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About Development Economics

Shanta Devarajan's picture

UPDATE (May 15th, 2012) Caroline Freund, World Bank Chief Economist for the Middle East and North Africa has joined the debate. See her remarks.

The Chief Economists of all the regions where the World Bank implements programs got together recently to exchange thoughts about the current state of development economics.

You can read a summary of our views related to Africa, South Asia, and Europe and Central Asia here. 

And we hope you can participate in this debate by sharing your own views via the comments section below.  

International Trade Can Help Africa Grow

Daniel Lederman's picture

Africa tradeOptimism about Africa’s future is no longer scarce. The continent’s growth has been exemplary in recent years. Yet it is just as easy to find signs of distrust in the global economy. 

Multilateral agencies insist that international integration offers opportunities for accelerating economic growth. Official parlance has become tame since the heyday of structural reforms in the early 1990s, but they have found subtle ways to argue that trade is good. The World Bank recently launched “Defragmenting Africa,” providing an exhaustive and exhausting list of policies to increase international trade within the continent. 

Unsurprisingly the prescriptions can be costly. Removing import taxes might improve economic efficiency and enhance consumer welfare, but revenues can fall in countries with limited public resources. Although Africa harbors some of the highest trade taxes in the world (World Development Report 2009), the point is that there are tradeoffs. The same applies to policies that entail investments in infrastructure for “trade facilitation.” 

What would Africa get in return? 

Who benefits from fuel price subsidies?

Punam Chuhan-Pole's picture

Over half the countries in Sub-Saharan Africa subsidize fuel to protect consumers from high and volatile prices. But fuel subsidies are neither cheap nor likely to be sustainable (see the full analysis in the new Africa's Pulse). 

Data for 2010-11 show that fuel price subsidies consumed, on average, 1.4 percent of GDP in public resources: The fiscal cost in oil exporters was almost two-and-a-half times that in oil importers. In the face of high (and rising) world fuel prices, a number of countries have raised domestic prices to stem fiscal costs.  

For example, Ghana raised fuel prices by about 30 percent in January 2011. The Nigerian government removed the subsidy on gasoline this January, although a portion of the subsidy was subsequently reinstated.  With oil prices likely to remain elevated, fuel subsidies will continue to weigh on government budgets in Africa.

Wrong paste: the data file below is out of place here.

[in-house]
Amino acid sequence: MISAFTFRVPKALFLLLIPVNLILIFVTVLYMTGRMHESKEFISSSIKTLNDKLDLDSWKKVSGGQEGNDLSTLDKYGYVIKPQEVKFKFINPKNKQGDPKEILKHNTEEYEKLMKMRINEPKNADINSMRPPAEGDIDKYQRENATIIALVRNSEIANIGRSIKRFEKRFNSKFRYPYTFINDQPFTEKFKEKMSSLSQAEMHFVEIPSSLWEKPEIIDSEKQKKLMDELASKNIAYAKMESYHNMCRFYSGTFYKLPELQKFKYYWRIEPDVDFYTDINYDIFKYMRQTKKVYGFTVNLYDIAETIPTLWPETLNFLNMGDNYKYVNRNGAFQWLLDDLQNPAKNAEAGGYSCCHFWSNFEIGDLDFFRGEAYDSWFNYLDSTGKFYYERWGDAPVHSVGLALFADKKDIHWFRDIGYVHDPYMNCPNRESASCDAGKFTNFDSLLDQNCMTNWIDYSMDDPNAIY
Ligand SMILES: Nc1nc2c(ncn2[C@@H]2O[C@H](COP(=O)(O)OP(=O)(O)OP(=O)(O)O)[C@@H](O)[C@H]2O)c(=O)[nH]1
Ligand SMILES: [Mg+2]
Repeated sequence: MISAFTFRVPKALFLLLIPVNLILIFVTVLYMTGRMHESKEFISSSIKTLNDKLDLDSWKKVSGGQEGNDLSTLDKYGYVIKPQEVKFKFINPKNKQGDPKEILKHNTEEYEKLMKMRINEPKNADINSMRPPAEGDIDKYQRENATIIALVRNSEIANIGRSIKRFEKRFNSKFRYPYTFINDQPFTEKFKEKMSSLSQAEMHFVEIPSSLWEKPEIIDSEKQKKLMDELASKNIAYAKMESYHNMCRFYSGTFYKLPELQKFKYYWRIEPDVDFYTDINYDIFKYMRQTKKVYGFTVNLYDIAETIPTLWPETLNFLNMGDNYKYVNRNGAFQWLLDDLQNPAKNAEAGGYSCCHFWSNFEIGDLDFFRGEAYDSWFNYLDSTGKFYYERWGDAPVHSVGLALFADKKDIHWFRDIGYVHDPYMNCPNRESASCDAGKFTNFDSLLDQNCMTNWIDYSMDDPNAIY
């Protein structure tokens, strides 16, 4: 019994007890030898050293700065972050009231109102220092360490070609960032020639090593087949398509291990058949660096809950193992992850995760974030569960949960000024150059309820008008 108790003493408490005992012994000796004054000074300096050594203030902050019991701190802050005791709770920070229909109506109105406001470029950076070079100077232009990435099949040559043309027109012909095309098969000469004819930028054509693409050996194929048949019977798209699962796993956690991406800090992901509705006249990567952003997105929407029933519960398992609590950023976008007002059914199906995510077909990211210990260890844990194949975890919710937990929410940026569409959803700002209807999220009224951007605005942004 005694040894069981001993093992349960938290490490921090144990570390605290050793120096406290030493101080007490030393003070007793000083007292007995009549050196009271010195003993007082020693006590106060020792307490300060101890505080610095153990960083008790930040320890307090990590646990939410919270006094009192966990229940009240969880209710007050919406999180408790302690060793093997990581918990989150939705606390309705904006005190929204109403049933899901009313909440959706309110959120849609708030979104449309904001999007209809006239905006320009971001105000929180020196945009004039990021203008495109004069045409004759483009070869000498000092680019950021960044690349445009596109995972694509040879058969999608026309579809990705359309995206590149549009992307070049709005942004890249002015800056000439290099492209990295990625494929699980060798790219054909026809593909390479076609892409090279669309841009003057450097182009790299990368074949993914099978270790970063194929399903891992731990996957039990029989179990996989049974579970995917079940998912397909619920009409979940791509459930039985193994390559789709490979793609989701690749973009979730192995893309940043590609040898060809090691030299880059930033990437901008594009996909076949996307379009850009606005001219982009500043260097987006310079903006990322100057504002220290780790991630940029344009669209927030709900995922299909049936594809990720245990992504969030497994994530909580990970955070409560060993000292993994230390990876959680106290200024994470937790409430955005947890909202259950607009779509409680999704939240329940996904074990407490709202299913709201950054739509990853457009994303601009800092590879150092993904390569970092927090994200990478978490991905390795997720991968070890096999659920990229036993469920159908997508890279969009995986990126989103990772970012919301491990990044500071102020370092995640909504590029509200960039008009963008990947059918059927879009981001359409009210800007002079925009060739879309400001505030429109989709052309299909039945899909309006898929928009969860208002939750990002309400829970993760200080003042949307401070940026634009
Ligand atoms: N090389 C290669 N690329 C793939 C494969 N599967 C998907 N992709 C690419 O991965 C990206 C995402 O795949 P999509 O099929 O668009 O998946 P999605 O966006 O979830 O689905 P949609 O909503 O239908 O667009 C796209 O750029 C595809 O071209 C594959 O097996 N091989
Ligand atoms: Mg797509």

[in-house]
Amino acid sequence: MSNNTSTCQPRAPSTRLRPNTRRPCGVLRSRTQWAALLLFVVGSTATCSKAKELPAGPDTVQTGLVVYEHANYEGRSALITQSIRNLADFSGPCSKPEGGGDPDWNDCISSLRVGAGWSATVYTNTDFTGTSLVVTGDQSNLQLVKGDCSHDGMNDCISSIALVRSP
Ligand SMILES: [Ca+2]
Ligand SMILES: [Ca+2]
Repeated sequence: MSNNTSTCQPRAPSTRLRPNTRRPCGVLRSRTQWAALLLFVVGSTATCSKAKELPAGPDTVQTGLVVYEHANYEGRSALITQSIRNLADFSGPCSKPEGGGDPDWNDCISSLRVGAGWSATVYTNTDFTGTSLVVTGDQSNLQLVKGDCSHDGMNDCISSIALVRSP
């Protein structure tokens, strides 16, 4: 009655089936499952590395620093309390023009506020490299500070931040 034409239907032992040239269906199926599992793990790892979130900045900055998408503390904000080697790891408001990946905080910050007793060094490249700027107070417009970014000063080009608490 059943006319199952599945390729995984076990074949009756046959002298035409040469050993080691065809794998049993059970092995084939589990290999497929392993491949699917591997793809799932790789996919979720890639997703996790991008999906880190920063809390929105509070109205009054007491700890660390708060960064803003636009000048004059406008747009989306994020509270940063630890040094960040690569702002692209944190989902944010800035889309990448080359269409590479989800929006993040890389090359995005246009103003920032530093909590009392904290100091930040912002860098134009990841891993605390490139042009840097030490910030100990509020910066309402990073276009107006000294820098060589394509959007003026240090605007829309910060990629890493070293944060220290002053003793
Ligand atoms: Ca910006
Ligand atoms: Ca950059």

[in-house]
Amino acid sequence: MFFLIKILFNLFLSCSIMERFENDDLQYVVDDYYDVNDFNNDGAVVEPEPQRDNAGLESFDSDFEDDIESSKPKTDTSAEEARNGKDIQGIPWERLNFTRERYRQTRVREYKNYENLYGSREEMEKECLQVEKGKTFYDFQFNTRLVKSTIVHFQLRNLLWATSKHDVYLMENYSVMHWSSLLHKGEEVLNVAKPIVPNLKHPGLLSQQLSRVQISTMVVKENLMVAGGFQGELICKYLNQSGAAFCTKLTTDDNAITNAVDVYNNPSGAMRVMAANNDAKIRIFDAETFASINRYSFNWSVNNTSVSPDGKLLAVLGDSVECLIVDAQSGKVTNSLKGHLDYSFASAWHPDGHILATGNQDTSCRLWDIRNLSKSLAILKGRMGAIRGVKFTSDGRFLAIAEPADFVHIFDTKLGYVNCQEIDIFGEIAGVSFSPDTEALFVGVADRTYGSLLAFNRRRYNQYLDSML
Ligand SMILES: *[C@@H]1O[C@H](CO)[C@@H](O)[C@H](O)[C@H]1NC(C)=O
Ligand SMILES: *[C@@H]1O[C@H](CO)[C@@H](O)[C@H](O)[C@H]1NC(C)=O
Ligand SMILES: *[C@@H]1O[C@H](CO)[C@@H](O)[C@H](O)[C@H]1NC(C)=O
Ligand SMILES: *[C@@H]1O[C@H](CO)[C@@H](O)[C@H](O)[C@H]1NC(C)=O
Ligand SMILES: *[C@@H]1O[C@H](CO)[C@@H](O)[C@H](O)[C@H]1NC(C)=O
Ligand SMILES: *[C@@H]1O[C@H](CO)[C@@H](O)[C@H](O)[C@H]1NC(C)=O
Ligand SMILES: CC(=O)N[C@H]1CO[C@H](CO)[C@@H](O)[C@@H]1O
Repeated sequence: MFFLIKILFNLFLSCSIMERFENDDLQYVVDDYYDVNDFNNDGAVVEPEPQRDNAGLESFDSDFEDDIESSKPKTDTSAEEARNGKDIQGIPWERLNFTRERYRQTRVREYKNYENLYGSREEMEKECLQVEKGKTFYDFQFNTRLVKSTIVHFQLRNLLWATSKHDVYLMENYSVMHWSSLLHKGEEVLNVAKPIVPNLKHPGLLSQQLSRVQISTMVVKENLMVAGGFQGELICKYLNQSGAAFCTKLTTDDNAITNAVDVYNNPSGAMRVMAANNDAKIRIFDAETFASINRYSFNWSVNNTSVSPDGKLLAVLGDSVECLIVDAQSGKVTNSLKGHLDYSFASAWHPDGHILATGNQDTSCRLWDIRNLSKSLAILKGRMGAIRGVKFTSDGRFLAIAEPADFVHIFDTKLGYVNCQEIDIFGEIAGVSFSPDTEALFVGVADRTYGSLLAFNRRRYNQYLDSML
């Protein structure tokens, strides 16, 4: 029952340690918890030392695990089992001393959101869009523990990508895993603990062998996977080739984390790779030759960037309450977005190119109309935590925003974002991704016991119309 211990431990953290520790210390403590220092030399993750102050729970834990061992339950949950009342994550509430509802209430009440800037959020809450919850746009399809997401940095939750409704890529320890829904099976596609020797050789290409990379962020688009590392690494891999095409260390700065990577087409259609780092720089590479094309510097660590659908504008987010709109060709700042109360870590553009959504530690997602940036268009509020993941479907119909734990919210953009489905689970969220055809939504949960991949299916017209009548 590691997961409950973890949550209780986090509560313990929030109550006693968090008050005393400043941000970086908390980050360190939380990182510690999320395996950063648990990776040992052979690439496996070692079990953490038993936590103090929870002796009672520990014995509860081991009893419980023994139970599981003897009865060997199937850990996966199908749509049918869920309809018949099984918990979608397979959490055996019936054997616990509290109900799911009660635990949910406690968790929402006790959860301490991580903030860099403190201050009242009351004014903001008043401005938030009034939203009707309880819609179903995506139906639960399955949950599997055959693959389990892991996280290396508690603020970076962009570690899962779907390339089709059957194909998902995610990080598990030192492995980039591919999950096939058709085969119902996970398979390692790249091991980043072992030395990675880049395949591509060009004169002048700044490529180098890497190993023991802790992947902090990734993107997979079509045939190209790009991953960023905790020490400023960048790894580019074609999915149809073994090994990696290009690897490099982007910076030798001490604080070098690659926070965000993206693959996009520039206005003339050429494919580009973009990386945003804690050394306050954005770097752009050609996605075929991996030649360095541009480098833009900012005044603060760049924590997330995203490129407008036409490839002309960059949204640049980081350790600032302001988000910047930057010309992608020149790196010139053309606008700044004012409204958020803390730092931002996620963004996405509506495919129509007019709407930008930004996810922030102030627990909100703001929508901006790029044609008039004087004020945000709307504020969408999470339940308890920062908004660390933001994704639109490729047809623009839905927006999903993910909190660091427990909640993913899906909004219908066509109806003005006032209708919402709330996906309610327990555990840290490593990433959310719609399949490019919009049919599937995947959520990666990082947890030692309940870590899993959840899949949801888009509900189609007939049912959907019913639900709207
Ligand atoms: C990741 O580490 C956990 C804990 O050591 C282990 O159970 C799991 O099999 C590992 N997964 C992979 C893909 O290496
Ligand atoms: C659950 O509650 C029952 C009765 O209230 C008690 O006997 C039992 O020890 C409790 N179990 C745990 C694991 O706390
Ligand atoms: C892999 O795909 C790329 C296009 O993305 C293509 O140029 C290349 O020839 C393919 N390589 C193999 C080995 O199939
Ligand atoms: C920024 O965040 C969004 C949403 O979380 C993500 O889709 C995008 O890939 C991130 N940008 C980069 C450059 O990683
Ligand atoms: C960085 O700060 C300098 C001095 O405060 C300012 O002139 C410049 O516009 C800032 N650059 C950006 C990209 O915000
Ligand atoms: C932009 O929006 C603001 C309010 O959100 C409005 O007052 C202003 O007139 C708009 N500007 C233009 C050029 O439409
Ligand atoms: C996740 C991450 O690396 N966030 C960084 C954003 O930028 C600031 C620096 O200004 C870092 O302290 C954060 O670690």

But who benefits from fuel price subsidies?  

Expenditure data for seven African countries show that the distribution of these subsidies is disproportionately concentrated in the hands of the rich.  Richer households spend a larger amount on fuel products, and, consequently, benefit more than poorer households from any universal subsidy on these products. On average the richest 20% receive over six times more in subsidy benefits than the poorest 20%. 

Big shifts and what they mean for Africa and Kenya

Wolfgang Fengler's picture

Can Africa claim the 21st century? When the World Bank’s Africa department published this book in April 2000, most observers were doubtful that African countries would ever be in a position to become emerging markets. That year, The Economist called Africa “The hopeless continent” and global attention was focused mainly on Africa’s problems: HIV/Aids in Southern Africa; the relentless war in Somalia; and, droughts in the Sahel—which gave the pessimists plenty of ammunition. 

But over the last several years, something remarkable has happened: Africa’s fragile and conflict-affected countries remain a major development challenge, but besides these, a Stable Africa has emerged. Most of this Stable Africa has experienced continued high growth for a decade, and major improvements in social indicators. Africa is becoming an investment destination, and there is hardly a week which goes by without a major investor dropping by my office, to discuss the region’s economic fundamentals.

How has Africa changed over the last decades?

Will oil be a blessing or a curse for Kenya? – Lessons from Indonesia and the rest of the world

Wolfgang Fengler's picture

This piece was co-authored with Günther Schulze1.

Kenya may have found oil in Turkana that could change the development trajectory for the country. In 2011, Kenya spent US$ 4.1 billion on oil imports, equivalent to approximately 100,000 barrels per day. For Kenya to become a net oil exporter, the resources in Turkana would need to be substantial and similar to those of Sudan or Chad. 

If indeed Kenya has substantial oil reserves, will they benefit the country in the long-term?

Some observers are predicting similar problems as in Nigeria, Equatorial Guinea and many other resource-rich African countries where corruption has been amplified.

Others argue that this need not be the case. Countries as diverse as Botswana, Chile and Norway have shown that natural resources can be a blessing. If managed well, they can even support the fight against poverty by providing the resources needed to scale up the delivery of public services. In the last ten years, many of the world’s fastest growing economies, including in Africa, have benefitted from exporting natural resources.